An Australian federal government agency is leaving the 'paper shuffle' behind to take its place in the online world.
IP Australia, the agency that grants rights in patents, trademarks and designs has contracted Objective Corporation for three years in a deal worth $3 million, to implement an electronic catalogue management system.
Dr Ian Heath, director general for IP Australia, said the agency operated purely on a paper system and was fast running out of warehouse space to store records.
"The view is that we should be able to receive applications online or be able to scan in the applications at the point of receipt, and then electronically store the file for life."
Heath said Objective was chosen for its backend processes, specifically for storage retrieval. The company has other contracts worth $15 million with several Australian federal government departments and agencies.
Heath said the agency will be implementing the system product by product. First off the rank is the new Innovation Patent, which comes into force at the end of May. These applications will be handled online, with the electronic filing system introduced at the same time.
"We are starting with the Innovation Patent as it is small and we will be able to test the software live. We don't expect a flood of applications."
Following the Innovation Patent, more standard patents will move online by the end of September, with designs and trademarks to follow.
Heath said he expects the transition of all products online within the three-year contract.
The new system will not create any integration issues with the agency's legacy systems as the only existing system, the patent's administrative system which tracked applications and held basic information about applications, will be replaced with the new system.
"There is the issue of what we will do with the data that pre-dates the new system, but we will probably just move this off the mainframe and onto a new database."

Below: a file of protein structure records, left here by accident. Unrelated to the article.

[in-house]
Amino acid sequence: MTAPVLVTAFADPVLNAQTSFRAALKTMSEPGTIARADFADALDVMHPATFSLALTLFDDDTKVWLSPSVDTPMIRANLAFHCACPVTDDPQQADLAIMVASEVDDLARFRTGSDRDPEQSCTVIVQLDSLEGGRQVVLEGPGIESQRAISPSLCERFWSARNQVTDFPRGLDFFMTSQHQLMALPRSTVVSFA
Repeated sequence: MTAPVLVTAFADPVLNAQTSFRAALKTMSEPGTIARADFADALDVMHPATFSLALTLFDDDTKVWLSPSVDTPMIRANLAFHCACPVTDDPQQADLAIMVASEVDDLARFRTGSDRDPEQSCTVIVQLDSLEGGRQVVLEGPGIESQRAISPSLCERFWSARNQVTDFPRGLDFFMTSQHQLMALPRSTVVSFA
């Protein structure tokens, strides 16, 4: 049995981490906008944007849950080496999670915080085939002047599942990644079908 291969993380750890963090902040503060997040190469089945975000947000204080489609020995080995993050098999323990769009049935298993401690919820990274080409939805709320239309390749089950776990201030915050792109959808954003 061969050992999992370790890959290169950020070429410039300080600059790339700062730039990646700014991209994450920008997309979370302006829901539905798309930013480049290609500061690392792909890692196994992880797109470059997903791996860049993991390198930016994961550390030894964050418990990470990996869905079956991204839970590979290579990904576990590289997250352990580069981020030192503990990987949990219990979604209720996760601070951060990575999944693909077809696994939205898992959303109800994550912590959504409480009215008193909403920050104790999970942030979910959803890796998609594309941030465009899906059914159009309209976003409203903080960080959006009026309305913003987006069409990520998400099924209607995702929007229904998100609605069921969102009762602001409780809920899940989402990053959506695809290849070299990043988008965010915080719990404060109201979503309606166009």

Paper applications will continue to run side-by-side with electronic files until 2002.
Heath said that, at this point all existing patent applications would be converted into an electronic format. He said trademark applications may continue to be accepted in the paper format for a while as the processing time is shorter.
As a security measure, Heath said the agency will issue service-side digital certificates to customers, adding that security options are yet to be finalised.
"Obviously security is an issue with online lodgement. We are aiming for our customers to be able to come online to see what step of the process their application has reached."
Heath said there was no question that the agency will gain a cost benefit from the system.
There would be a reduction on storage costs, the cost of handling the paper and a saving on processing time internally with some processes, such as a the statutory requirement of publishing new applications, automated, he said. However, due to certain statutory regulations, the application process will be no shorter for customers.
The system will result in big changes for the agency's 750 staff, but Heath said a lot of processing issues had already been worked through. The agency is also working with a reference group of external users on a B2B basis.